14. 14. G. Gains and Losses From the Sale of Trade or Business Property When you sell property used in a trade or business or certain involuntary conversions (IRC Section 1231 property), losses are netted against gains. If Section 1231 losses exceed Section 1231 gains, the losses receive ordinary tax treatment. If Section 1231 gains exceed Section 1231 losses, the gains receive capital gain tax treatment. Section 1231 gains and losses retain this characterization regardless of whether you change your residency status. For purposes of computing California taxable income, net only California source Section 1231 gains and losses. Example 20 . . . . . . . . You are a resident of Washington. In 2002, your California and non-California source Section 1231 gains and losses included a $3,000 California gain, a $2,000 California loss, a $4,000 Washington gain, and a $5,000 Washington loss. . . . . . Determination: Based upon the netting of your total and California source Section 1231 gains and losses, determine your capital gain or ordinary loss as follows: Taxable year 2002: Total taxable CA taxable income income CA Section 1231 gain $ 3,000 $ 3,000 CA Section 1231 loss (2,000) (2,000) WA Section 1231 gain 4,000 WA Section 1231 loss (5,000) Capital gain $ 0 $1,000 Example 21 . . . . . . . . You are a resident of Florida. In 2002, your California and non-California source Section 1231 gains and losses included a $2,500 California gain, a $3,000 California loss, a $1,000 Florida gain, and a $500 Florida loss. . . . . . Determination: Based upon the netting of your total and California source Section 1231 gains and losses, determine your capital gain or ordinary loss as follows: Taxable year 2002: Total taxable CA taxable income income CA Section 1231 gain $ 2,500 $ 2,500 CA Section 1231 loss (3,000) (3,000) FL Section 1231 gain 1,000 FL Section 1231 loss ( 500) Ordinary loss $ 0 $ ( 500) 14 FTB Publication 1100 (REV 11-2007)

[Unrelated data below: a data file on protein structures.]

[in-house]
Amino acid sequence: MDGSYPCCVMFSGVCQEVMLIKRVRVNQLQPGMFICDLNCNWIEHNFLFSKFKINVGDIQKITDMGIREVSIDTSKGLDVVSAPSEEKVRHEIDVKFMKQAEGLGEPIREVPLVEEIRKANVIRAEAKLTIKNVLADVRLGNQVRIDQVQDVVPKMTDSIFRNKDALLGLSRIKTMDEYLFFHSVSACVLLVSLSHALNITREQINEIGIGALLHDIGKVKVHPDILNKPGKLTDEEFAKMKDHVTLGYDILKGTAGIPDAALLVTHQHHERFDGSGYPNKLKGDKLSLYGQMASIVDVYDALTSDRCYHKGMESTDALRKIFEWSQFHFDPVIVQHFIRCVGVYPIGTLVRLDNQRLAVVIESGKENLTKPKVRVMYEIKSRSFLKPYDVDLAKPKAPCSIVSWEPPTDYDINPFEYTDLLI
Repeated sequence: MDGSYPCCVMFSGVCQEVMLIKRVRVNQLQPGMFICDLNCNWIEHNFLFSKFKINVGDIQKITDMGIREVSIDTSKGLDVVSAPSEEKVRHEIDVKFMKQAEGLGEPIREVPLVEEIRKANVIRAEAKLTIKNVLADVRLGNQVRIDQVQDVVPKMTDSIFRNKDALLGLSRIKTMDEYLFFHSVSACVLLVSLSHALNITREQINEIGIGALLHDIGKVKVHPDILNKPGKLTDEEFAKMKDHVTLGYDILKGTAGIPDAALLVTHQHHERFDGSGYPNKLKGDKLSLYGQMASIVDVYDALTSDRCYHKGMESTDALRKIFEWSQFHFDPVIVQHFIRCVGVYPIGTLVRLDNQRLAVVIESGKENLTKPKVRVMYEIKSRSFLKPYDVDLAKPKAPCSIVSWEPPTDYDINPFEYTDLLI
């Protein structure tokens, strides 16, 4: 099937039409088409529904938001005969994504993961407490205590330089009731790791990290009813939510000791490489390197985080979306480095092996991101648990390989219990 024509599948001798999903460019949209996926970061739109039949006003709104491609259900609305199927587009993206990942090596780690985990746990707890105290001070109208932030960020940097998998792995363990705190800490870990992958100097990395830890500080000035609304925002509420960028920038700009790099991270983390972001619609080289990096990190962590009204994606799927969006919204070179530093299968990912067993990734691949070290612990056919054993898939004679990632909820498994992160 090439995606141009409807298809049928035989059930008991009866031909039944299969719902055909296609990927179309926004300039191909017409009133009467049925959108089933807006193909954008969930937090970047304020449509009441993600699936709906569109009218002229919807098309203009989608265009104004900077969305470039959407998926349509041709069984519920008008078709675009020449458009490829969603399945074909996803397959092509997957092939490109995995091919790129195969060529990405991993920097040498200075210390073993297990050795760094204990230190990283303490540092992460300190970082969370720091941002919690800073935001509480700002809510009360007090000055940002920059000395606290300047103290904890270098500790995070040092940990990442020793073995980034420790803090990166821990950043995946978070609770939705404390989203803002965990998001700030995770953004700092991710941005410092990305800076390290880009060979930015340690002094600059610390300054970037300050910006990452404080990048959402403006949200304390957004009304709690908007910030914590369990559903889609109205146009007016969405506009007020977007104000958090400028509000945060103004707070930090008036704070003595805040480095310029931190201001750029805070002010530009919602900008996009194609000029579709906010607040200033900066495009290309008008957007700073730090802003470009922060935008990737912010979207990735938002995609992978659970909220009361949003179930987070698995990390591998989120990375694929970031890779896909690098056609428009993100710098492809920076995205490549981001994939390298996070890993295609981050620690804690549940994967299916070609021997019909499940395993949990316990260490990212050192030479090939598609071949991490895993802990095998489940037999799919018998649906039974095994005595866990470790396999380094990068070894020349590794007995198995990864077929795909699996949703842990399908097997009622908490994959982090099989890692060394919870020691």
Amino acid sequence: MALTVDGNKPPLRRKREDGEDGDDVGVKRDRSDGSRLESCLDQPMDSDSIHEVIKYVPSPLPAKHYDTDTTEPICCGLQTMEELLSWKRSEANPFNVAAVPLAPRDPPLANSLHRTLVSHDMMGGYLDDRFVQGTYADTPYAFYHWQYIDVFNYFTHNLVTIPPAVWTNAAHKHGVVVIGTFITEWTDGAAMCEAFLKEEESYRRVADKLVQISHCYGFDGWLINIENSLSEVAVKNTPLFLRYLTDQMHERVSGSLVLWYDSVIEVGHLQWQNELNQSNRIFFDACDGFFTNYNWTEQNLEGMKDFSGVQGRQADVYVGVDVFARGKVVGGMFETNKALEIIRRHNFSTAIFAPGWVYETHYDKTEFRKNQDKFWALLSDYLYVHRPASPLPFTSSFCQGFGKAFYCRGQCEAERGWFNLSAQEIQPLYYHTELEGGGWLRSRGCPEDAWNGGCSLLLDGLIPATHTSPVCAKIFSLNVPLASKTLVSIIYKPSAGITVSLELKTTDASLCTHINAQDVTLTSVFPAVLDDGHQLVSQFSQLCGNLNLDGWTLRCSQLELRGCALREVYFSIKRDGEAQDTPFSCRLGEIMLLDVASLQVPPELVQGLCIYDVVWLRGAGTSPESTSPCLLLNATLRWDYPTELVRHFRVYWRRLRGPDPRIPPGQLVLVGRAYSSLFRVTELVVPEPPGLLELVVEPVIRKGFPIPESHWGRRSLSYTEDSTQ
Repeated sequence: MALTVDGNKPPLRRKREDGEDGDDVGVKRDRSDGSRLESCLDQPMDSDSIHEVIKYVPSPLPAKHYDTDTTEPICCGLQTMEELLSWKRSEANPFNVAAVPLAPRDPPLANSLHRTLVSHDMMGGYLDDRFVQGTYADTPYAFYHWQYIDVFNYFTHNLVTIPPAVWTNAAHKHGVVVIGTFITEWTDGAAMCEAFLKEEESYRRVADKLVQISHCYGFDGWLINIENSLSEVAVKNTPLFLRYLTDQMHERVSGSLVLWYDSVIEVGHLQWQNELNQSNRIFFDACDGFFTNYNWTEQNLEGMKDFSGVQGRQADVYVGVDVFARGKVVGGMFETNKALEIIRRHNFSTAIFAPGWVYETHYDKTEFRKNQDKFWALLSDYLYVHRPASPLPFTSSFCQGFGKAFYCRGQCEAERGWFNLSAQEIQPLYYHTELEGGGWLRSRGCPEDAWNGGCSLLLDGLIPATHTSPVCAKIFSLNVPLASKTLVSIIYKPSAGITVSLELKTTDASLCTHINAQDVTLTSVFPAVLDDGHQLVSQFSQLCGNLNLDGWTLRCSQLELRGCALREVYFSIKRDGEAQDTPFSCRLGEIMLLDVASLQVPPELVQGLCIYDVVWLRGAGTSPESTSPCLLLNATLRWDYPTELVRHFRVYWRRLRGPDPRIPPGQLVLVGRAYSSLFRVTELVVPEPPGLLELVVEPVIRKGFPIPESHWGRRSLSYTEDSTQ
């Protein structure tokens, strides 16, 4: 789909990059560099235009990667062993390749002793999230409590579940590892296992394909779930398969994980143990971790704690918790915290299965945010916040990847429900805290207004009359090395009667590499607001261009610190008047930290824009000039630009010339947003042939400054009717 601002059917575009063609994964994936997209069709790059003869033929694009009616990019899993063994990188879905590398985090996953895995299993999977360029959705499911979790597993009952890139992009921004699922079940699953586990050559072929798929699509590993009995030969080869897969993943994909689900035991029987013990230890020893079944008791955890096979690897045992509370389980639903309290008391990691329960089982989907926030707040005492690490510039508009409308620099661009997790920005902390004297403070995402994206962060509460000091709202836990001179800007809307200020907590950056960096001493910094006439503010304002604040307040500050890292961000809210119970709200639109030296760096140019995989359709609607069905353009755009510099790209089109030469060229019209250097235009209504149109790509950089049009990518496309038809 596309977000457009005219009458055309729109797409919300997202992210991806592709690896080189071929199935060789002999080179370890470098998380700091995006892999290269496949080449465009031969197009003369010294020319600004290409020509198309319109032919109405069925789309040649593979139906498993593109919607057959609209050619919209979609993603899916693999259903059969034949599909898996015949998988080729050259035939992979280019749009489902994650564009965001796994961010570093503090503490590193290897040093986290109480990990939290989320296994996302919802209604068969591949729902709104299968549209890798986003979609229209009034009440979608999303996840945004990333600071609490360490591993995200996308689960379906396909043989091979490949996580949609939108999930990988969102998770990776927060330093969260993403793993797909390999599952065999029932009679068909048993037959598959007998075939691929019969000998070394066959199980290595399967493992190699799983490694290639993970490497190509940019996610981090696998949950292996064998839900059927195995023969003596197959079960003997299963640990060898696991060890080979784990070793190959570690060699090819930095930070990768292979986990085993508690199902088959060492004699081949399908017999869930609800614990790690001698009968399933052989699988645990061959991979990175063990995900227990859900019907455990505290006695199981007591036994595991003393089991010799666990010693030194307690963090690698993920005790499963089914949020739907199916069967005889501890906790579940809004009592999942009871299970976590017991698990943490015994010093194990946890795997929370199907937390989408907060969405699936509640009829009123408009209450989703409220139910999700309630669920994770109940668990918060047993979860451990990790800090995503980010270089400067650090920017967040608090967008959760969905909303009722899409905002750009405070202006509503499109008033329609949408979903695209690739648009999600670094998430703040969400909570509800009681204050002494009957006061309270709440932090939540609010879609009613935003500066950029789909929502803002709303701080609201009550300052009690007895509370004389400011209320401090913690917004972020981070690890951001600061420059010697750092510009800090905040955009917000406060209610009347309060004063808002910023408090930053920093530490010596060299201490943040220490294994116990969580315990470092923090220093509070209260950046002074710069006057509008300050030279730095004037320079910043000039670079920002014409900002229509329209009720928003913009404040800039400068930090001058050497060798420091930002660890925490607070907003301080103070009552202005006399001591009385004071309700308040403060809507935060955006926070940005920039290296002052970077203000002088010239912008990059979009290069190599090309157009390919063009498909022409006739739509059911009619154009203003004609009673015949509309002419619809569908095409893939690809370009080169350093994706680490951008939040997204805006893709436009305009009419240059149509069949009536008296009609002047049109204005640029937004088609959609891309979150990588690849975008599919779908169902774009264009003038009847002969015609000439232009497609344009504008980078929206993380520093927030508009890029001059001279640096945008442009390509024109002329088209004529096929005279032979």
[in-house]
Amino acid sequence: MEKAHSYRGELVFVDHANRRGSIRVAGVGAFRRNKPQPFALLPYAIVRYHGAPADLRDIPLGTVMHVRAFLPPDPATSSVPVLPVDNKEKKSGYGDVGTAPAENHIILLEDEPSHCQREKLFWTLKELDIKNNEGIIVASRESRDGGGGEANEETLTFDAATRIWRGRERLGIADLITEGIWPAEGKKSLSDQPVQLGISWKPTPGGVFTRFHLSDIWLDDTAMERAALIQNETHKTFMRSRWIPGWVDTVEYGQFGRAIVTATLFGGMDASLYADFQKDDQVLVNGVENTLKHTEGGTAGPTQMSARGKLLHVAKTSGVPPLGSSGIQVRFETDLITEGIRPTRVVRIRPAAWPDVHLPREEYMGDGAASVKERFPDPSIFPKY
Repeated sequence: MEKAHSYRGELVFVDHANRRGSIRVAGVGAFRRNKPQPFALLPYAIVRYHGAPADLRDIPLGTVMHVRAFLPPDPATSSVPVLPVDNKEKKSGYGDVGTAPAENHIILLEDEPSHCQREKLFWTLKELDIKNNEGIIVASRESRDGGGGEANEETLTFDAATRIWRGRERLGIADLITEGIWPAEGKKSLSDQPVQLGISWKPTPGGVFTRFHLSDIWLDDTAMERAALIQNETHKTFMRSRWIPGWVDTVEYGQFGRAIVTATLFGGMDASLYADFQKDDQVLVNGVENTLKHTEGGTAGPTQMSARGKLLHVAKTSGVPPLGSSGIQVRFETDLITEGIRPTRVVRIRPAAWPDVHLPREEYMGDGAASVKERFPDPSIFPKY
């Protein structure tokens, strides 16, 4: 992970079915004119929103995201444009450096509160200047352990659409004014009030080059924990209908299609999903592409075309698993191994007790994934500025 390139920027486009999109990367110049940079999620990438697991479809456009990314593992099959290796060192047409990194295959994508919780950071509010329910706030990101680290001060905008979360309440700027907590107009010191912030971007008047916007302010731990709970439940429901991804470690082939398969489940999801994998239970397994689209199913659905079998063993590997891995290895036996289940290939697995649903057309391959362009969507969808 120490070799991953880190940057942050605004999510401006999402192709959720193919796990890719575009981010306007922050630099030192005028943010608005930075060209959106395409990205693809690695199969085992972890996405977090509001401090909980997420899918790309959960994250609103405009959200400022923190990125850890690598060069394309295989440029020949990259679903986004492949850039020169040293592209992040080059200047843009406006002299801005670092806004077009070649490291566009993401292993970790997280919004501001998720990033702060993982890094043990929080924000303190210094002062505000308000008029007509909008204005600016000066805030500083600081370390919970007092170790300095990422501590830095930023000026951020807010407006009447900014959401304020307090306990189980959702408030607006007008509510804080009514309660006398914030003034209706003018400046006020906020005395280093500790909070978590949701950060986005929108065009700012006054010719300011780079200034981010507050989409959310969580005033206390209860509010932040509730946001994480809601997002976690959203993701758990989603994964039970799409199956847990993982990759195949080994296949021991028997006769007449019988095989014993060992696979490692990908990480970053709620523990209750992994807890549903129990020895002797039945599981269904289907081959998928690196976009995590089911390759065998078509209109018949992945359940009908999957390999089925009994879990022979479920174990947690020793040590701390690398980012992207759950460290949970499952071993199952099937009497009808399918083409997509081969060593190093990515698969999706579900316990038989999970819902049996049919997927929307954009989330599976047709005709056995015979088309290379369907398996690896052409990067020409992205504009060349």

15. 15. H. Capital Gains and Losses For taxable years beginning on or after January 1, 2002, the present laws provide rules for determining capital loss carryovers and limitations if you are a nonresident of California or if you change your residency status. Always a Nonresident If you have always been a nonresident of California, you determine capital loss carryovers and capital loss limitations based only upon California source income and loss items in order to compute California taxable income. Example 22 . . . . . . . . You have always been a New York resident. In 2002, your California and non-California source capital gains and losses included California capital gains of $2,000, California capital losses of $6,000, New York capital gains of $5,000, and New York capital losses of $2,000. You had no capital loss carryovers prior to 2002. . . . . . Determination: Net your capital gains and losses to determine the capital losses allowed in 2002 (the $3,000 limitation applies) and the capital loss carryover to 2003. Taxable year 2002: Total taxable CA taxable income income CA capital gain $ 2,000 $ 2,000 CA capital loss (6,000) (6,000) NY capital gain 5,000 NY capital loss (2,000) Total $(1,000) $(4,000) Capital loss allowed in 2002 1,000 3,000 Capital loss carryover to 2003 $ 0 $(1,000) 15 FTB Publication 1100 (REV 11-2007)